Improving EPR interoperability for value-based healthcare: why co-evolutionary dialogues are essential

I wrote this blog post as a response to the following call on LinkedIn by Mark Stoutjesdijk, MD PhD MBA:

I need _your_ opinion!
One week ago at the ICHOM2019 conference, I asked a pressing question at one of the expert panels.
“EPRs are very closed. This hinders [vbhc] implementation. How can other stakeholders force better access to EPR data?”
In short , the answer was that the requiremens of the customers (us!) shape the functionality of EPRs. We want fancy software to optimize billing, so that is what we get.
Do you agree? And if so, how slim are our chances for better interoperability and open access? VBHC interoperability EPR PatientFirst

My answer is formulated below:

I think the statement that requirements of the customers shape the functionality of EPRs is in part true. Herein, process optimization and billing support have been done first simply because the underlying data of these processes are often relatively unambiguous, end users (managers, administrative staff) are relatively easy to access and thus the data is easier to standardize. To achieve interoperability of any software, data standardization is crucial: systems have to “speak each others language”, so to speak, or at least standardized translations should be possible.

I personally think this is where the difficulties lie in interoperability of EPRs: patient data are more complex than billing information and therefore more challenging to pour in standard formats. In my research I see that many hospitals are working toward structured registration of patient data and the implementation of information standards such as SNOMED. These are architectural decisions and provide promising steps in the right direction in terms of improving interoperability, not only within hospital walls but also across healthcare providers.

A downside to this is that structured registration of patient data by physicians takes more time and is less flexible than using free text fields (the latter is still often applied in practice). In part this challenge may be overcome by further development and implementation of comprehensive information standards such as SNOMED so that free text fields become increasingly obsolete. However it still requires adaptations in the way physicians register patient information, which are essentialy behavioural in nature. EPR providers may need to make technical changes to their systems to facilitate this transition, but IT alone is not enough. Input of healthcare professionals themselves is crucial, and healthcare professionals should be encouraged and enabled to play an active role in EPR (interoperability) optimization.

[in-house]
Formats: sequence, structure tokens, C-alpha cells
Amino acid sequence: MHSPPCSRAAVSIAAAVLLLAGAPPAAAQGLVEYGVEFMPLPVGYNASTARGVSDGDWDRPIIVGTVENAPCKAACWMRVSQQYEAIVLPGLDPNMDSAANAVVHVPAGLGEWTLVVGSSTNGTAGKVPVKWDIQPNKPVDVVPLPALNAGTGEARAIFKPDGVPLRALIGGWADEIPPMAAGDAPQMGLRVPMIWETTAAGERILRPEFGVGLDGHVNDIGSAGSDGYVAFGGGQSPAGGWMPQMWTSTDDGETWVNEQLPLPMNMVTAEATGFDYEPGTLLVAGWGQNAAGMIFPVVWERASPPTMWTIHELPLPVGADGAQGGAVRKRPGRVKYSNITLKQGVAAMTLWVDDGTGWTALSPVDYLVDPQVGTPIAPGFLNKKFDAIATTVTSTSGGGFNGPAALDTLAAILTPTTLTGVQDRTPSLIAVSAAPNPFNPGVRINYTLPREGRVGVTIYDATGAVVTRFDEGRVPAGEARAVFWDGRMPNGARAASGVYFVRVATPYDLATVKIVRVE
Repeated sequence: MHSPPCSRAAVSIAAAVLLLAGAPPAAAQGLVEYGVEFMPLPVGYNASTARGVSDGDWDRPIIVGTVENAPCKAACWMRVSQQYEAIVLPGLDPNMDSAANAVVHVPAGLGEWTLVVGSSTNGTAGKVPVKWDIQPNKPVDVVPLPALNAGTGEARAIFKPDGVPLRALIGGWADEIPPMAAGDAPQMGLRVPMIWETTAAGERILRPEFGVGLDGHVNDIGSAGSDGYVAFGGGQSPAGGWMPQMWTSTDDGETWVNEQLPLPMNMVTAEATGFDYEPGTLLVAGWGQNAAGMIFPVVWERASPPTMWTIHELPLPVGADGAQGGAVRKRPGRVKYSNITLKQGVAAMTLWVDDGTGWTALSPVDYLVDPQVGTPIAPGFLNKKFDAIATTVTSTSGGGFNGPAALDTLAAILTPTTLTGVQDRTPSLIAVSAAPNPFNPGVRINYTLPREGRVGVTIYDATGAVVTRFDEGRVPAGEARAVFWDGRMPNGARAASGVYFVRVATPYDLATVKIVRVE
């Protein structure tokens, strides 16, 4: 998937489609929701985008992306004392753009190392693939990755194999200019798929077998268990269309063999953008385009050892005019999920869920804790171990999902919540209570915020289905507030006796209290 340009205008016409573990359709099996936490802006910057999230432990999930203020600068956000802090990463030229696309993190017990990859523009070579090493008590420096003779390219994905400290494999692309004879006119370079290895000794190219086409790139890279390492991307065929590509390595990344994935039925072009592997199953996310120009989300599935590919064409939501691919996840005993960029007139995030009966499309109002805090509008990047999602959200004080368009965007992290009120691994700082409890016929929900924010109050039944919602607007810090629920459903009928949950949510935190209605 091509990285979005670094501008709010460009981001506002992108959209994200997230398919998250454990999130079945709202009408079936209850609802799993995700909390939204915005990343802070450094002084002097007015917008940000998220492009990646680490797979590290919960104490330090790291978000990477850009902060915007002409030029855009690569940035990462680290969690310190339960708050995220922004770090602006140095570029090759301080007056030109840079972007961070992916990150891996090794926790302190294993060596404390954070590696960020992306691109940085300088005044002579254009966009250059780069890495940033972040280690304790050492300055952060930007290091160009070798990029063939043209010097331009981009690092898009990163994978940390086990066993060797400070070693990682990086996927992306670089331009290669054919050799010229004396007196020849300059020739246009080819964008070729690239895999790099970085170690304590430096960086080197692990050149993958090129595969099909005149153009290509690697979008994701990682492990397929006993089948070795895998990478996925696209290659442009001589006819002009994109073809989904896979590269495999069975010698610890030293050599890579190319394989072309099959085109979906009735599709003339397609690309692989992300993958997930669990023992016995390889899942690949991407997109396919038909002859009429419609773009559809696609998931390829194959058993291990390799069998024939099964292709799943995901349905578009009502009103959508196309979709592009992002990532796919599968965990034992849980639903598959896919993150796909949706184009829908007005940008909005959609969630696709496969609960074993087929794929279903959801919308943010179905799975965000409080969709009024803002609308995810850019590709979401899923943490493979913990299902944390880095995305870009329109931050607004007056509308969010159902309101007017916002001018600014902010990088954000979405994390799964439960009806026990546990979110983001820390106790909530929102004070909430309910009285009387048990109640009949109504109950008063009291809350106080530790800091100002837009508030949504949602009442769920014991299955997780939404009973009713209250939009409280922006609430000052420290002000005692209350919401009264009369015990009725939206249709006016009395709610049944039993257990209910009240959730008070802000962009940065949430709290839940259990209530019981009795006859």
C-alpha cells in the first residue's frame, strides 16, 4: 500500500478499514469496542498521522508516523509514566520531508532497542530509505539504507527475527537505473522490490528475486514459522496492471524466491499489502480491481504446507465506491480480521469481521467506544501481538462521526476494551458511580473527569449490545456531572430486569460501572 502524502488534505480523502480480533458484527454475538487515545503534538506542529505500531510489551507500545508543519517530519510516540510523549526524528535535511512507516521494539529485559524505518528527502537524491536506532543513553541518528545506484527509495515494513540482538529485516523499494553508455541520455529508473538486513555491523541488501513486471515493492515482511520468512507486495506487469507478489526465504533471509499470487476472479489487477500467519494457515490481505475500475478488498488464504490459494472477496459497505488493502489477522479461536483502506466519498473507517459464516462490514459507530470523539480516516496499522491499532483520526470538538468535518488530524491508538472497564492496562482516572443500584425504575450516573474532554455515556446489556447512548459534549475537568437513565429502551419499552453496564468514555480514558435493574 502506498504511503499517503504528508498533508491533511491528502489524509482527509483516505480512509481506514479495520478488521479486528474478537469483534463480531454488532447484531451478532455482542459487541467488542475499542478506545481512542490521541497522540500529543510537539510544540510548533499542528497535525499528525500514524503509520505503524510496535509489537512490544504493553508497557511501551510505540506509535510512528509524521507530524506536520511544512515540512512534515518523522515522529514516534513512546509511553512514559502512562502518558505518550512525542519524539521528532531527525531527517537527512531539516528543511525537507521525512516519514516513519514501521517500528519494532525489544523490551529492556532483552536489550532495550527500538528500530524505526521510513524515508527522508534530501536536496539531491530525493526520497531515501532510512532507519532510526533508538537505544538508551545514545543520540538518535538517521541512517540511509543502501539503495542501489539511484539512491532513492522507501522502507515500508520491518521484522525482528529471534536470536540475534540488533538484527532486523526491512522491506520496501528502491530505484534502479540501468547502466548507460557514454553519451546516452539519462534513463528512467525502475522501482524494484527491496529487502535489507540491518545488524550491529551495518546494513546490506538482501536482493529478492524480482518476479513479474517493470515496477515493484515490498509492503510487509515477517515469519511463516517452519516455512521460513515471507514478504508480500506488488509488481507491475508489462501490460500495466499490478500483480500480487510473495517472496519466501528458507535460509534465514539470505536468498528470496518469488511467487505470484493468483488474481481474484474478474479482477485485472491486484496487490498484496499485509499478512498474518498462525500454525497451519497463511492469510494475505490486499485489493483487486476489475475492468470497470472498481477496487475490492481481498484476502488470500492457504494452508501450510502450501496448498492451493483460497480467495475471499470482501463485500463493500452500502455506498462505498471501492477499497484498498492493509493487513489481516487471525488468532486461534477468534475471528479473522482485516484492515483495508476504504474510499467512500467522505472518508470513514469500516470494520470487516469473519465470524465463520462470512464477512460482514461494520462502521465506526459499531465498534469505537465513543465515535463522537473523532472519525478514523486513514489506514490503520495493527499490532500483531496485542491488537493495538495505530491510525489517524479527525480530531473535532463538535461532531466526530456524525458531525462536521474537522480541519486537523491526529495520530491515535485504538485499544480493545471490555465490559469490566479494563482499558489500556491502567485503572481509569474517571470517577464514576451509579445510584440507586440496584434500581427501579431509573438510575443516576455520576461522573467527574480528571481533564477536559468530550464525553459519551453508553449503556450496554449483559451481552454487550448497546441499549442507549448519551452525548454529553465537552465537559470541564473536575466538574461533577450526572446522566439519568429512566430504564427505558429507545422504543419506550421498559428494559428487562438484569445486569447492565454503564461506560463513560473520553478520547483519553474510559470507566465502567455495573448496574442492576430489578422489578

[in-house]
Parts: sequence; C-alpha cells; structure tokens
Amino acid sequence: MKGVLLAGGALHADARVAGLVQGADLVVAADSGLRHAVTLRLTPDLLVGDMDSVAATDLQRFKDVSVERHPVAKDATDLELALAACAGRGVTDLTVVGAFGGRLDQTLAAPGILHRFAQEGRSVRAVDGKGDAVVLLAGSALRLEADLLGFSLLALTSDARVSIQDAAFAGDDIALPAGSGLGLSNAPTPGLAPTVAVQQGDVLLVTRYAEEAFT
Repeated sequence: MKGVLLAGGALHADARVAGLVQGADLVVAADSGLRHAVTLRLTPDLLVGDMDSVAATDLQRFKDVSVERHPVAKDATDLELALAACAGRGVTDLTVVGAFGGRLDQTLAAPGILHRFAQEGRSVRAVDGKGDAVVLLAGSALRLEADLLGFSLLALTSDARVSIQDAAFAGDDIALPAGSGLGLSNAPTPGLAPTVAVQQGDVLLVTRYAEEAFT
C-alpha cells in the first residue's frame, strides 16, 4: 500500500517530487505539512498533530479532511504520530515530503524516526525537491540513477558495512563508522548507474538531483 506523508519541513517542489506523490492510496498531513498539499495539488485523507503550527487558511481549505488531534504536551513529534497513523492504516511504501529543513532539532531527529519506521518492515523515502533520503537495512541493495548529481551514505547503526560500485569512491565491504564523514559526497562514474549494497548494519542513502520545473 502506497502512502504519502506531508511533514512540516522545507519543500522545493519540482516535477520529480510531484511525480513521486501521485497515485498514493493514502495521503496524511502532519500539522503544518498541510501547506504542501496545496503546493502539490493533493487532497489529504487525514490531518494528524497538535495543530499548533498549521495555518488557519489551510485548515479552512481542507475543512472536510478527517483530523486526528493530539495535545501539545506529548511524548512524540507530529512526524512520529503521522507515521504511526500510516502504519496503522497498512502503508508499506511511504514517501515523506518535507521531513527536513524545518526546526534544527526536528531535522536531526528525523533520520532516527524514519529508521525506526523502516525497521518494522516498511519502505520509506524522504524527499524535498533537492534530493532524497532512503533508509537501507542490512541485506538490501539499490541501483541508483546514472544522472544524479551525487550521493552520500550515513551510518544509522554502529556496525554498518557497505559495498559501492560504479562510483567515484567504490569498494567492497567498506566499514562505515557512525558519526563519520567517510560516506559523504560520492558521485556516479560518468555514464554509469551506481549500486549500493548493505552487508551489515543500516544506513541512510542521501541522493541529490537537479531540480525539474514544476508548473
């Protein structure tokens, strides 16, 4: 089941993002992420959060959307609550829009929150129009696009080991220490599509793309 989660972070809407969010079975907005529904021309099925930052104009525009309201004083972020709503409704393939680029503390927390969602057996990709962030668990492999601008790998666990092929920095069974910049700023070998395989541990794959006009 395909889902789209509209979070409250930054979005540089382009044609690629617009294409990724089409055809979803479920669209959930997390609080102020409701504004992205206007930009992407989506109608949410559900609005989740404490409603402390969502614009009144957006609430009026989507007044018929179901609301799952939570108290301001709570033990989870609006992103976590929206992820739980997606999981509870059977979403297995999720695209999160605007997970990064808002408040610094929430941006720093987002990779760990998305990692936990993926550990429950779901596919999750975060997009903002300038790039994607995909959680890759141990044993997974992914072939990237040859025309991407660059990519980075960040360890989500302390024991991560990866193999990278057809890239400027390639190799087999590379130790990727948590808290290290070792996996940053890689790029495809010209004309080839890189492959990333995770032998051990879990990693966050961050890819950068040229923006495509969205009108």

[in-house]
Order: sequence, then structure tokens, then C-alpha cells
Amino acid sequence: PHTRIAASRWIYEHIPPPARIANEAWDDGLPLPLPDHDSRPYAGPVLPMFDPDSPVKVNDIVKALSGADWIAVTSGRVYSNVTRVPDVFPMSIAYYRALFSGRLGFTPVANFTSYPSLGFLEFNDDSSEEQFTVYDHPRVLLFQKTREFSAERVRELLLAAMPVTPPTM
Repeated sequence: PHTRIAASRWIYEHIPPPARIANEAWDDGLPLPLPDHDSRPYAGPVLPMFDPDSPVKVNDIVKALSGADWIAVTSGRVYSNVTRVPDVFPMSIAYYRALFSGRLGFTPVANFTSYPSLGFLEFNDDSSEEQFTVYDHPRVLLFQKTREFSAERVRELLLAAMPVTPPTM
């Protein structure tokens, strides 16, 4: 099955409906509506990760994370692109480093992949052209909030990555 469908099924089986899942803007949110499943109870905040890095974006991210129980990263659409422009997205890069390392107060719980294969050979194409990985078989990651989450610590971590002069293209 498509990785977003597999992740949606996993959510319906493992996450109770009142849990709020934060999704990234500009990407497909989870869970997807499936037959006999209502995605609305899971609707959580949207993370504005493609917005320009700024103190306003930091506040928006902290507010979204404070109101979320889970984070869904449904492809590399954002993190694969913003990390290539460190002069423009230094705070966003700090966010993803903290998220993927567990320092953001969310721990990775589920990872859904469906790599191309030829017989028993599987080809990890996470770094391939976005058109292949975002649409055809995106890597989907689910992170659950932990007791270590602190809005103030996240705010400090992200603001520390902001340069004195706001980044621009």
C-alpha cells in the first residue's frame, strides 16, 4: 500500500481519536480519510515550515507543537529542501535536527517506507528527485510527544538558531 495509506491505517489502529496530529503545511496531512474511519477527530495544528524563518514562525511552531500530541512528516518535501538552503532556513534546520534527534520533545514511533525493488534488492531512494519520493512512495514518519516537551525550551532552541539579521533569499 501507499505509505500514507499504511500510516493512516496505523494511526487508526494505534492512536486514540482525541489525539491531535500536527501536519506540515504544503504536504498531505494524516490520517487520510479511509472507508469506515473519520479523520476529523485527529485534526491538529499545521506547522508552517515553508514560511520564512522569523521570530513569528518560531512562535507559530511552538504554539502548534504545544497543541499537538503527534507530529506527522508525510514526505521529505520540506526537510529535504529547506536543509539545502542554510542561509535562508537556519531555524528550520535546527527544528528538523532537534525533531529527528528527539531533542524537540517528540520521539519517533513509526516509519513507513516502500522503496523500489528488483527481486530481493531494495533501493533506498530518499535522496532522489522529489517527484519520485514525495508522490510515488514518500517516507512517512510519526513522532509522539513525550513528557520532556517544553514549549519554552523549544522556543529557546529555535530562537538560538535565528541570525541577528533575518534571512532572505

In my view, achieving optimal interoperability of EPRs while maintaining quality of care thus requires a range of steps across healthcare providers’ strategies, architectures and also day-to-day practice of healthcare professionals. Some solutions may lie in technical aspects of the EPRs, some may lie in information architectures and some may lie in changing ways of working or divisions of labour in the healthcare processes themselves. In any case, to get to these solutions I believe a genuine two-way dialogue on these topics with active involvement of EPR specialists, administrative staff and most importantly healthcare professionals is necessary on each of these levels (strategic, tactical, architectural and operational), i.e., co-evolutionary interactions.

In short, to give my view on this matter, I think stakeholders can force better access to EPR data by actively joining the conversation in finding solutions and realizing that these lie in part in IT, and in part in their own ways of working.

I am curious to see your reactions, do not hesitate to join in on the conversation!

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